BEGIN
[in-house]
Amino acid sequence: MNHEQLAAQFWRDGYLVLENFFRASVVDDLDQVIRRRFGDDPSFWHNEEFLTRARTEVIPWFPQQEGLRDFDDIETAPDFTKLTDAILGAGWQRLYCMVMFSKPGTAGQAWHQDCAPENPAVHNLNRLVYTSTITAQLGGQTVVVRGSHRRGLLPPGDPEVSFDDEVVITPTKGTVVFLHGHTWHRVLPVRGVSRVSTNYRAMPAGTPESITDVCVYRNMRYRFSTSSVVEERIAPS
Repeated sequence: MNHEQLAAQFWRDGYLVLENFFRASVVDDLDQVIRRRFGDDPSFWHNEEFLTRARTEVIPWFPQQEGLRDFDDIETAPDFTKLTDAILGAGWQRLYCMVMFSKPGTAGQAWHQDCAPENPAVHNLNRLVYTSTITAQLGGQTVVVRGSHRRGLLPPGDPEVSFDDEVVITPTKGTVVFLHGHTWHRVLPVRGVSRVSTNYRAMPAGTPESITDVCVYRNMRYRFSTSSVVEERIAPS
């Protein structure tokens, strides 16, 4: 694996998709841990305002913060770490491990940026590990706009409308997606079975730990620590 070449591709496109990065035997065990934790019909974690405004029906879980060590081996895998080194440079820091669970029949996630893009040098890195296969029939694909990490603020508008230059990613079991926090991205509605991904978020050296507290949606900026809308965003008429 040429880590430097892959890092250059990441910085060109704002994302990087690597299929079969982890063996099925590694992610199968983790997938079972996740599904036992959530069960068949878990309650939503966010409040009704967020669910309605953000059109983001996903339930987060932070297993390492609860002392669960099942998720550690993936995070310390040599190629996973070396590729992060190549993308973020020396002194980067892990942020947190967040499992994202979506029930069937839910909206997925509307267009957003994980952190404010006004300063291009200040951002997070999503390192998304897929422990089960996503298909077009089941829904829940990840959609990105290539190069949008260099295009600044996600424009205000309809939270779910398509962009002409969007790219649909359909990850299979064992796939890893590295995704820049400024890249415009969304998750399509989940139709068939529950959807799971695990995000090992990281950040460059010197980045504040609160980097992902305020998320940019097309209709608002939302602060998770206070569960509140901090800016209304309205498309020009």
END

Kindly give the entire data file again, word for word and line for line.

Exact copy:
[in-house]
Amino acid sequence: MNHEQLAAQFWRDGYLVLENFFRASVVDDLDQVIRRRFGDDPSFWHNEEFLTRARTEVIPWFPQQEGLRDFDDIETAPDFTKLTDAILGAGWQRLYCMVMFSKPGTAGQAWHQDCAPENPAVHNLNRLVYTSTITAQLGGQTVVVRGSHRRGLLPPGDPEVSFDDEVVITPTKGTVVFLHGHTWHRVLPVRGVSRVSTNYRAMPAGTPESITDVCVYRNMRYRFSTSSVVEERIAPS
Repeated sequence: MNHEQLAAQFWRDGYLVLENFFRASVVDDLDQVIRRRFGDDPSFWHNEEFLTRARTEVIPWFPQQEGLRDFDDIETAPDFTKLTDAILGAGWQRLYCMVMFSKPGTAGQAWHQDCAPENPAVHNLNRLVYTSTITAQLGGQTVVVRGSHRRGLLPPGDPEVSFDDEVVITPTKGTVVFLHGHTWHRVLPVRGVSRVSTNYRAMPAGTPESITDVCVYRNMRYRFSTSSVVEERIAPS
């Protein structure tokens, strides 16, 4: 694996998709841990305002913060770490491990940026590990706009409308997606079975730990620590 070449591709496109990065035997065990934790019909974690405004029906879980060590081996895998080194440079820091669970029949996630893009040098890195296969029939694909990490603020508008230059990613079991926090991205509605991904978020050296507290949606900026809308965003008429 040429880590430097892959890092250059990441910085060109704002994302990087690597299929079969982890063996099925590694992610199968983790997938079972996740599904036992959530069960068949878990309650939503966010409040009704967020669910309605953000059109983001996903339930987060932070297993390492609860002392669960099942998720550690993936995070310390040599190629996973070396590729992060190549993308973020020396002194980067892990942020947190967040499992994202979506029930069937839910909206997925509307267009957003994980952190404010006004300063291009200040951002997070999503390192998304897929422990089960996503298909077009089941829904829940990840959609990105290539190069949008260099295009600044996600424009205000309809939270779910398509962009002409969007790219649909359909990850299979064992796939890893590295995704820049400024890249415009969304998750399509989940139709068939529950959807799971695990995000090992990281950040460059010197980045504040609160980097992902305020998320940019097309209709608002939302602060998770206070569960509140901090800016209304309205498309020009």